Hurricanes, cyber-attacks, and volcanic eruptions, oh my! Natural disasters and other external threats can happen at any moment and critically impact your business. In a report from the Federal Emergency Management Agency (FEMA), 40% of businesses do not reopen following a disaster. On top of that, another 25% fail within one year. This is why it’s important to have a plan that ensures your organization can keep essential functions running during a disaster and recover with as little downtime as possible.
Wondering where to start? John Foster, our Senior Insurance Consultant at simplicityHR by ALTRES has put together a guide to help you weather the storm.
Business Continuity for Hawaii Employers
Written by John Foster, CPCU, ARe, ASLI, AFSB
To help ensure business survival you need to quickly assess four critical areas: people, capital, documents, and operations.
The first step in planning for the continued success of your business is taking stock of all your assets. And the first and most important asset you have is people. This includes employees, clients, vendors, partners, and more. Make lists of all the people your business touches and be sure you can communicate with them quickly and efficiently. At a minimum, you should be able to write an email and send it to all your employees or all your clients. Use your website and social media to connect and communicate.
While no fun, it is time to re-calculate your assets and liabilities. Even if you had to lay off or furlough your employees and your doors may be closed for six to eight weeks or longer, it’s time to revisit your property, inventory, equipment, and any other assets that belong to your business. Next, itemize and calculate the liabilities. You need to know your numbers, so when it’s time to talk to creditors, you can clearly communicate your unique situation.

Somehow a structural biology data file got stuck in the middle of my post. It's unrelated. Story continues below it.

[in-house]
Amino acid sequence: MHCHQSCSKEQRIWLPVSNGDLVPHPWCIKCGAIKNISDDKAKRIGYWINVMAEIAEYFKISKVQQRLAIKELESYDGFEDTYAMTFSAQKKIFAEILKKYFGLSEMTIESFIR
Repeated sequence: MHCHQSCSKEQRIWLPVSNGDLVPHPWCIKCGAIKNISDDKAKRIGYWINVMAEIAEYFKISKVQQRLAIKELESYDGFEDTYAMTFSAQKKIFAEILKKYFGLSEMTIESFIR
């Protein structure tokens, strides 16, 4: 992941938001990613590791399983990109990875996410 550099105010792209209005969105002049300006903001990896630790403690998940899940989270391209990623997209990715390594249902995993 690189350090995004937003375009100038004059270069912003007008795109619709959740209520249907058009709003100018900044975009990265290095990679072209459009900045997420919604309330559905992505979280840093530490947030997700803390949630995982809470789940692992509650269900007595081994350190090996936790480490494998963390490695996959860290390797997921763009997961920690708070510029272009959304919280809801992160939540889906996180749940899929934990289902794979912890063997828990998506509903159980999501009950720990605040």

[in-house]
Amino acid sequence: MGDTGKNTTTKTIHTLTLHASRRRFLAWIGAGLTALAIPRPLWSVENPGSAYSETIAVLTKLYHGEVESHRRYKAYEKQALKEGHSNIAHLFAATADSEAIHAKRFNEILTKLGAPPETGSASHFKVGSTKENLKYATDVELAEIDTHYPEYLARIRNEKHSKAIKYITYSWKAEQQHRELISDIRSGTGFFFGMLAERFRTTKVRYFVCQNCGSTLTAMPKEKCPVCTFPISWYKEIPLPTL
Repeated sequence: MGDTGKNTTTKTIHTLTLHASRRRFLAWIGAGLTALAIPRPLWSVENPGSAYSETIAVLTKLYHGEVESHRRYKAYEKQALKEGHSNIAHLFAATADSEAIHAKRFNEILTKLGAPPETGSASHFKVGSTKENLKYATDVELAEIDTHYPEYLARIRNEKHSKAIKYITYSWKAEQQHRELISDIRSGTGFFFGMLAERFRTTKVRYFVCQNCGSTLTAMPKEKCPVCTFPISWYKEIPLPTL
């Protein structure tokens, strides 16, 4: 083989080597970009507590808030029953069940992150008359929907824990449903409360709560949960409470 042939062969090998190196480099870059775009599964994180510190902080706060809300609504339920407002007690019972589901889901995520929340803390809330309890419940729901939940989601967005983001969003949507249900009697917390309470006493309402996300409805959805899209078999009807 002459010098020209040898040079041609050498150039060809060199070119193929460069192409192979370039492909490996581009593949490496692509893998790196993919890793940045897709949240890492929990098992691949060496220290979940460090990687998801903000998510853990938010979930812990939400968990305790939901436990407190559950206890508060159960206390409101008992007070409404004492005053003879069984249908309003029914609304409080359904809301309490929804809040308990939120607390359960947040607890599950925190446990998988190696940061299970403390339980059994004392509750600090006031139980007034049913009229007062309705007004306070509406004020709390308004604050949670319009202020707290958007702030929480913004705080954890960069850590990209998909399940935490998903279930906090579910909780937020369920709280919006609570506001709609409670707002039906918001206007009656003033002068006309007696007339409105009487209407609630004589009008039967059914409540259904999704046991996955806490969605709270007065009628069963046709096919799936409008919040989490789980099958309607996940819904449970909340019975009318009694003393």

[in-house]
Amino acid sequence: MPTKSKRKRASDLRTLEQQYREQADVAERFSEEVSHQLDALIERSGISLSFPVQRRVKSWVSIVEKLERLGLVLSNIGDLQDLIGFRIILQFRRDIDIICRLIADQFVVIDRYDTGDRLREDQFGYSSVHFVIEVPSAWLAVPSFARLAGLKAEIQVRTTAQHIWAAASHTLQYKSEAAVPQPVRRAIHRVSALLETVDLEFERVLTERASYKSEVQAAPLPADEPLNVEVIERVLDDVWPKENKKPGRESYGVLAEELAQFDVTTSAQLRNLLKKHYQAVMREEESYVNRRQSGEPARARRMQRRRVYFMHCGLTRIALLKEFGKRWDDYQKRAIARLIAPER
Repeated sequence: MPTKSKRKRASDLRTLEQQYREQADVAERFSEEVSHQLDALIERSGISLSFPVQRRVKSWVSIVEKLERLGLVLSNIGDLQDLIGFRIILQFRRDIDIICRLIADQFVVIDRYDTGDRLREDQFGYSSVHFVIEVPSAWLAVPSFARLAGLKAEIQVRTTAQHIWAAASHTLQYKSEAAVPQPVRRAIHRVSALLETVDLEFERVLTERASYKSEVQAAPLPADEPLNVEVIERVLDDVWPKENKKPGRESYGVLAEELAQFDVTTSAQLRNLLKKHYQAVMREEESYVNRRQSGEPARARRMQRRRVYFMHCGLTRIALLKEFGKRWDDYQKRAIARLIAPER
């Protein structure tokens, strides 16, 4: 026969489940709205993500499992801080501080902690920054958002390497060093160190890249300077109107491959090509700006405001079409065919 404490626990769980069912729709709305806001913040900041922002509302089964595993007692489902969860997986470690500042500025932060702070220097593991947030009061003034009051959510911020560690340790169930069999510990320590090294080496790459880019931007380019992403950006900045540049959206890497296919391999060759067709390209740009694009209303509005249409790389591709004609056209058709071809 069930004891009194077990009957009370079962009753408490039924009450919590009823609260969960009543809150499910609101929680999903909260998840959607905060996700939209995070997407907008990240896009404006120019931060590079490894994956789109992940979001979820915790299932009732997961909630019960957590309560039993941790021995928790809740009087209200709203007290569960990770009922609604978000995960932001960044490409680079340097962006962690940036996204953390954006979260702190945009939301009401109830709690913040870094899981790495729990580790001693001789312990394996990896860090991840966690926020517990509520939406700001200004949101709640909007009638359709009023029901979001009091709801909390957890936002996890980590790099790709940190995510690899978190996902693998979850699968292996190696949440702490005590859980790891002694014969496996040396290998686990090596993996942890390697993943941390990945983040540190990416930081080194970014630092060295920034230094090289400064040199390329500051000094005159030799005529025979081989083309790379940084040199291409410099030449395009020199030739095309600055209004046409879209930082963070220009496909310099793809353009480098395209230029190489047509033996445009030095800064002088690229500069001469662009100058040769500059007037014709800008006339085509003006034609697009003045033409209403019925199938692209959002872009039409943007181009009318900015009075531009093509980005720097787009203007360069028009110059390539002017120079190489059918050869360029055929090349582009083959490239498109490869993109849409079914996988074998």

Gather all your important documents. If your important documents are not digitized, organized and backed-up, now is a good time to make this effort. Whether it’s employment-related, tax information, or new reporting requirements attached to disaster loans, documentation is critical. If you are already a simplicityHR by ALTRES client, then you don’t have to worry about your payroll and HR documentation, it’s at your fingertips in HR Symphony.
This does not need to be complicated: write a list of all the critical processes that define how you operate. For each process, put down the name of the person who will be responsible for that process. If you are running at 50% of your normal operation, the people responsible for various processes may need to shift. That is to be expected. You need to decide who will be doing what, and then you need to communicate the new expectations.
Evaluate your options
After you are comfortable that your business’ people, capital, documents, and operations are clear in your mind, you can now think about your options. Take a realistic look at where things stand and evaluate how you’ll move forward. How much money will you need to cover your liabilities? Do you have the cash? Do you have credit lines?
Your creditors do not want to see you fail. You were a good-paying customer, but now you may have little to no revenue. Once you have a clear written plan for how you plan to manage this difficult period, you will be ready to share that and begin rebuilding your business.
This article is for informational purposes only and does not constitute legal advice. Readers should first consult their attorney, accountant or adviser before acting upon any information in this article.